Recent Blog Articles
Swimming lessons save lives: What parents should know
Strong legs help power summer activities: Hiking, biking, swimming, and more
What is a successful mindset for weight loss maintenance?
French fries versus almonds: Calorie for calorie, which comes out on top?
Summer camp 2022: Having fun and staying safe
Finding balance: 3 simple exercises to steady your steps
An action plan to fight unhealthy inflammation
How to recognize and tame your cognitive distortions
LATE: A common cause of dementia you’ve never heard of
How to break a bad habit
Aldosterone overload: An overlooked cause of high blood pressure?
This hormone, which helps the body manage water and sodium, is a focus of growing interest among researchers.
High blood pressure — which has no symptoms or warning signs — can harm your blood vessels, heart, brain, eyes, and kidneys. An estimated 46% of adults in the United States have this stealth condition. A combination of unhealthy habits, such as smoking, a poor diet, and lack of exercise, can contribute to a rise in blood pressure. While kidney disease may cause high blood pressure, for most people the underlying cause is unknown.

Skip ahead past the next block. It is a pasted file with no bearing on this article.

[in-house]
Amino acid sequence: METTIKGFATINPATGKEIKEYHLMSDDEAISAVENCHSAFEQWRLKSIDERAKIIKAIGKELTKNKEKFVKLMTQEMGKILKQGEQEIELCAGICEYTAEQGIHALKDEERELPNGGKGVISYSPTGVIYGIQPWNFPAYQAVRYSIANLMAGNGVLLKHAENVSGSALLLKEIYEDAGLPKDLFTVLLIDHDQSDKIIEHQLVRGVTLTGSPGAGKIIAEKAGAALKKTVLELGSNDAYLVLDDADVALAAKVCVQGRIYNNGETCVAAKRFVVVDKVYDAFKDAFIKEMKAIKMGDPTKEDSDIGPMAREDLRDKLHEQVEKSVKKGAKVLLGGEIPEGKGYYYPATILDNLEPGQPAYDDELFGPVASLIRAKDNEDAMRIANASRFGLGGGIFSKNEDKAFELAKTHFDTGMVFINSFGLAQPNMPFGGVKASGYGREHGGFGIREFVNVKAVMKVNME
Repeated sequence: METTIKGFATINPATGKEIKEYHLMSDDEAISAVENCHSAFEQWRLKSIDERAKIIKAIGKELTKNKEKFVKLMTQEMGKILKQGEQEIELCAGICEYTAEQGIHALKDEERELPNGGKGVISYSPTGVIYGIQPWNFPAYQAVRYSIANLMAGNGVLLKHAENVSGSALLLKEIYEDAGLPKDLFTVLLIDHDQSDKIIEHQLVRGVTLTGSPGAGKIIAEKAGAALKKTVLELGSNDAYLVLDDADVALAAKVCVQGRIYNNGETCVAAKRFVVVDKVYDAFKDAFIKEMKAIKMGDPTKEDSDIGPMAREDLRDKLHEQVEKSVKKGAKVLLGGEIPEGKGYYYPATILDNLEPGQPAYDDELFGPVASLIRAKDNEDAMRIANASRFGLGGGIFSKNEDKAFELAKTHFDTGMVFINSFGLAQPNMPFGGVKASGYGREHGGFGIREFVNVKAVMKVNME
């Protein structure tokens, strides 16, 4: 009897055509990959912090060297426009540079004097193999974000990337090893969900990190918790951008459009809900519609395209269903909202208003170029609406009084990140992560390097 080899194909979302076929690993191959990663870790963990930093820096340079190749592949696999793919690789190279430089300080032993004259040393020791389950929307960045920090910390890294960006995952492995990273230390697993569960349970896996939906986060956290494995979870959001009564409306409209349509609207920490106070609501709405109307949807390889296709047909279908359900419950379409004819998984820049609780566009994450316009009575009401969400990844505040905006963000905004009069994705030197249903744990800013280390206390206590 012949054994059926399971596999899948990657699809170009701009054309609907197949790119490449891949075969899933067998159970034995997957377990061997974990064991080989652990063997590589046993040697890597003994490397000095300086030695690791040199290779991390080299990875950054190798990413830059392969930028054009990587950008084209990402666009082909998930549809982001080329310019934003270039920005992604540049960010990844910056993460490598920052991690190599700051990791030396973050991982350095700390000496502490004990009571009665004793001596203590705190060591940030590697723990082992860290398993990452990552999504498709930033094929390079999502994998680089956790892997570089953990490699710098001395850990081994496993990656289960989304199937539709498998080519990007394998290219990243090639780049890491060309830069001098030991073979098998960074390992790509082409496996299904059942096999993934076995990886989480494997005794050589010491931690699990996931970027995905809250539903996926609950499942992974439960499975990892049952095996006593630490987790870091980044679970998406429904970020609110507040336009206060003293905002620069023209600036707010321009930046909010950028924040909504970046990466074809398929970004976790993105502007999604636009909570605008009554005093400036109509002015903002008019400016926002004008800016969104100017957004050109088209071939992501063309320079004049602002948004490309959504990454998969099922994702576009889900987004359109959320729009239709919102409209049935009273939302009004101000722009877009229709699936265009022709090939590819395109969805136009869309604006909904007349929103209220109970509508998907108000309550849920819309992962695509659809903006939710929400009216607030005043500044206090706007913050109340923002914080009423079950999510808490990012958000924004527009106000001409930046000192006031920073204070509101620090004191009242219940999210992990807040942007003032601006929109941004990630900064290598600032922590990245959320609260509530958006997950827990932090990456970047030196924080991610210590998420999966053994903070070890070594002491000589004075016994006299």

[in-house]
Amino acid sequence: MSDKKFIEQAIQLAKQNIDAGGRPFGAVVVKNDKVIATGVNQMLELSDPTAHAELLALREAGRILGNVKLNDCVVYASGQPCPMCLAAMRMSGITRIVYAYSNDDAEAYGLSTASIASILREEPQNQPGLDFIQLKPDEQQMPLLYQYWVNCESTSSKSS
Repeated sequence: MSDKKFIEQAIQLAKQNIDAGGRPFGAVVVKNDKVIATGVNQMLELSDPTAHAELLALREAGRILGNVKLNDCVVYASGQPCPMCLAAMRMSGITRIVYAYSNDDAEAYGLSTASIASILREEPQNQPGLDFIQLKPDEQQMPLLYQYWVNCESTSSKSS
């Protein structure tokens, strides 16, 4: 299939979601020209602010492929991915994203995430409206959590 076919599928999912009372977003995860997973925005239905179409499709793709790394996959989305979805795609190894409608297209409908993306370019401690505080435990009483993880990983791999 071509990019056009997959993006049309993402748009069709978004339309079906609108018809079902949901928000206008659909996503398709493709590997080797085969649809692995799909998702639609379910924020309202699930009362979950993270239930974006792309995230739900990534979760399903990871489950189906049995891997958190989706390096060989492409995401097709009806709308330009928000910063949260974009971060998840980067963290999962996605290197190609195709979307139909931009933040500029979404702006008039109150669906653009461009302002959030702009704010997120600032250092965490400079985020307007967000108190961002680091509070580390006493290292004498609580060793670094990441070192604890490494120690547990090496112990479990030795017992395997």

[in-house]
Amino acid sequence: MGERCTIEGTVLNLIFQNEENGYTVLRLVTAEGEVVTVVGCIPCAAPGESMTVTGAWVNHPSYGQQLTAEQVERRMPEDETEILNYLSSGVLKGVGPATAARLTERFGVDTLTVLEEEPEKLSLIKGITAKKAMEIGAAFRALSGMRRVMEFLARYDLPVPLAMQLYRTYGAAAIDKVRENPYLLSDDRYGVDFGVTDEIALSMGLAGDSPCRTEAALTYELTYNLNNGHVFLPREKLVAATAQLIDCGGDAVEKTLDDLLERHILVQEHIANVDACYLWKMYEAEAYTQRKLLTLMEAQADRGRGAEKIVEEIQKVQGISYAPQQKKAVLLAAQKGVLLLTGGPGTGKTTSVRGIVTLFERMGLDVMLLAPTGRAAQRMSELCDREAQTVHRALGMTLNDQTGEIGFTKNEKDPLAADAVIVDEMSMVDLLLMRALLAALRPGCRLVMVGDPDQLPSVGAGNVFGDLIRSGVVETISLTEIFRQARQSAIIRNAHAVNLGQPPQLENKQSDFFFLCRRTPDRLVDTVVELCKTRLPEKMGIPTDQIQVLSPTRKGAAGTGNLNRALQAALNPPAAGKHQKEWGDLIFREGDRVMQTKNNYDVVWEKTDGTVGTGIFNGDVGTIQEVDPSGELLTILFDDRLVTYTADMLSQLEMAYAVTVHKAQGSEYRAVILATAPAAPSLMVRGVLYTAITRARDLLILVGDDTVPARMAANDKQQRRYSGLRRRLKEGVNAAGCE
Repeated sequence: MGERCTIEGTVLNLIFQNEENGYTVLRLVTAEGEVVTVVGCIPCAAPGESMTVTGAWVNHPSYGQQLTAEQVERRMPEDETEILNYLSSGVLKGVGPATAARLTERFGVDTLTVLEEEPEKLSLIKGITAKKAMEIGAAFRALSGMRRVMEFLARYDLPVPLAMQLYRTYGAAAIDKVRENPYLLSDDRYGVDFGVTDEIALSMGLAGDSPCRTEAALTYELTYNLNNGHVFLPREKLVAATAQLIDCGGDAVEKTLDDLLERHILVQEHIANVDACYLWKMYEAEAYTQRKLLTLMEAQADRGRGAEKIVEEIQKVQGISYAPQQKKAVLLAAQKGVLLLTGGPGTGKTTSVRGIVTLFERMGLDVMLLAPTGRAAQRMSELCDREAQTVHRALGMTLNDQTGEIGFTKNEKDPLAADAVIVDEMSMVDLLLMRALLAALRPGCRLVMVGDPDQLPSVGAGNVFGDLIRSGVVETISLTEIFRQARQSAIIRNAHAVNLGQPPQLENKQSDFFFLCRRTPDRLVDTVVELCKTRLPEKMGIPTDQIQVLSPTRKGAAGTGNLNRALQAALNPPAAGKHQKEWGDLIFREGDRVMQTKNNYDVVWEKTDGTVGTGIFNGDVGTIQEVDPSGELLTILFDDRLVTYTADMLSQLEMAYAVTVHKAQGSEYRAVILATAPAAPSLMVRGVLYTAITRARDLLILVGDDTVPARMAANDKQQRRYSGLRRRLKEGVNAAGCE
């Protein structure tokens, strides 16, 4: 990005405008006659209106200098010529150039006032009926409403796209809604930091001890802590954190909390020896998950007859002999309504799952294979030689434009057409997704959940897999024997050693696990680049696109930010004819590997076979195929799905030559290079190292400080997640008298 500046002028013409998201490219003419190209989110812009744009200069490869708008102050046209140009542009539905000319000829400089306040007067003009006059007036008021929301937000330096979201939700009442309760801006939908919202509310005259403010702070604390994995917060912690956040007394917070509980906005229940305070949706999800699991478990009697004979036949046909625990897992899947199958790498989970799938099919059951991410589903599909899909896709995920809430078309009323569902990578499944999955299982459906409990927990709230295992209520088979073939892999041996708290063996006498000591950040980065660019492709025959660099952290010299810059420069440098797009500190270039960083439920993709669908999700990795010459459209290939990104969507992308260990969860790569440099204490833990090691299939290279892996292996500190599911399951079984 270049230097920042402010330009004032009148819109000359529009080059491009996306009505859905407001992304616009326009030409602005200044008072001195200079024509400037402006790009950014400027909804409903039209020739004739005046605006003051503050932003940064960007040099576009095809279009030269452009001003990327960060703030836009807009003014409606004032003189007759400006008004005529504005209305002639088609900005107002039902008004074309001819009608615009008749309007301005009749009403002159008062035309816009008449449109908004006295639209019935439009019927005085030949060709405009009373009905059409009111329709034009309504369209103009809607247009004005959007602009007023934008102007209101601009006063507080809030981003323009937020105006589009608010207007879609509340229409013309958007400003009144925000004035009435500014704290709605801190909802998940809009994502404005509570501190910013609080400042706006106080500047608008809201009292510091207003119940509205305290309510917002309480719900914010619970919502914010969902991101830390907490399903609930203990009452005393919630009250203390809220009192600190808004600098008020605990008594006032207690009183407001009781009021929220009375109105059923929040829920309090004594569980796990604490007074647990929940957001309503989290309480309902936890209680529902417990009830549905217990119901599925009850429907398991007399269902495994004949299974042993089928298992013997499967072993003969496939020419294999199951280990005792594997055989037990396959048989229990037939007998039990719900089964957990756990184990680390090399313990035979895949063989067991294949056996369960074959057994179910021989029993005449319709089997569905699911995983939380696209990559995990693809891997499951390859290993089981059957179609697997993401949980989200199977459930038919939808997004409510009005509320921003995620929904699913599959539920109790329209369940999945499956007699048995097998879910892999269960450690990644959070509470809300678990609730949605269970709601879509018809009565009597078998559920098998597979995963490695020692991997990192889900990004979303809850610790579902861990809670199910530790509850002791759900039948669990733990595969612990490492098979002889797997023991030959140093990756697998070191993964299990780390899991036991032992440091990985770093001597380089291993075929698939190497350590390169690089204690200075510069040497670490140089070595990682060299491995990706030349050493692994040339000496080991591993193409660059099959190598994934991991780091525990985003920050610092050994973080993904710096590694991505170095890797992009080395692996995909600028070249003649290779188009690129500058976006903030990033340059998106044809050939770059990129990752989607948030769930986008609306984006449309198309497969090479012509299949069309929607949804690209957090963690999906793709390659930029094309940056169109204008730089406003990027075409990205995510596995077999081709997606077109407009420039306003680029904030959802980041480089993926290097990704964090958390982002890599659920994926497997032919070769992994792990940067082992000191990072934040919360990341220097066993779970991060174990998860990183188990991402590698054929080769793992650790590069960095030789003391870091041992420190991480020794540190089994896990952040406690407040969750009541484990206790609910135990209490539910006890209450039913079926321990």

However, for about one of every 15 people with high blood pressure, an imbalance of the hormone aldosterone may be to blame. This problem may be even more common among people with poorly controlled high blood pressure (also called resistant hypertension). "Among those people, up to one in five may have too much aldosterone," says Dr. Gail Adler, chief of cardiovascular endocrinology at Harvard-affiliated Brigham and Women's Hospital.
To continue reading this article, you must log in.
Subscribe to Harvard Health Online for immediate access to health news and information from Harvard Medical School.
- Research health conditions
- Check your symptoms
- Prepare for a doctor's visit or test
- Find the best treatments and procedures for you
- Explore options for better nutrition and exercise
I'd like to receive access to Harvard Health Online for only $4.99 a month.Sign Me Up
Already a member? Login ».
As a service to our readers, Harvard Health Publishing provides access to our library of archived content. Please note the date of last review or update on all articles.
No content on this site, regardless of date, should ever be used as a substitute for direct medical advice from your doctor or other qualified clinician.
Free Healthbeat Signup
Get the latest in health news delivered to your inbox!